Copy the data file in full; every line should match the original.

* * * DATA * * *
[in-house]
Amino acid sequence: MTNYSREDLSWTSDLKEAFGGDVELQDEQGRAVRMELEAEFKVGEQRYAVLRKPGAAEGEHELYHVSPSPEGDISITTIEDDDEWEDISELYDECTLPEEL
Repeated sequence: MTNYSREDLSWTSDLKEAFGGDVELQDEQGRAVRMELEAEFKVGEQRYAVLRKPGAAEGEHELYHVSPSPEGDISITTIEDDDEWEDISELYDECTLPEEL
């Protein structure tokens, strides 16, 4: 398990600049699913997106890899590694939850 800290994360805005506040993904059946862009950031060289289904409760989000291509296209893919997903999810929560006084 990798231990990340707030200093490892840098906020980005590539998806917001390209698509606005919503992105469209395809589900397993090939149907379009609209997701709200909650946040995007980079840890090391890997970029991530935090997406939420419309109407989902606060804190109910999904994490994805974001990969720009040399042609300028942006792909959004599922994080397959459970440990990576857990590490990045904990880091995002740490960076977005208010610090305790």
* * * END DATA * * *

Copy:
[in-house]
Amino acid sequence: MTNYSREDLSWTSDLKEAFGGDVELQDEQGRAVRMELEAEFKVGEQRYAVLRKPGAAEGEHELYHVSPSPEGDISITTIEDDDEWEDISELYDECTLPEEL
Repeated sequence: MTNYSREDLSWTSDLKEAFGGDVELQDEQGRAVRMELEAEFKVGEQRYAVLRKPGAAEGEHELYHVSPSPEGDISITTIEDDDEWEDISELYDECTLPEEL
């Protein structure tokens, strides 16, 4: 398990600049699913997106890899590694939850 800290994360805005506040993904059946862009950031060289289904409760989000291509296209893919997903999810929560006084 990798231990990340707030200093490892840098906020980005590539998806917001390209698509606005919503992105469209395809589900397993090939149907379009609209997701709200909650946040995007980079840890090391890997970029991530935090997406939420419309109407989902606060804190109910999904994490994805974001990969720009040399042609300028942006792909959004599922994080397959459970440990990576857990590490990045904990880091995002740490960076977005208010610090305790």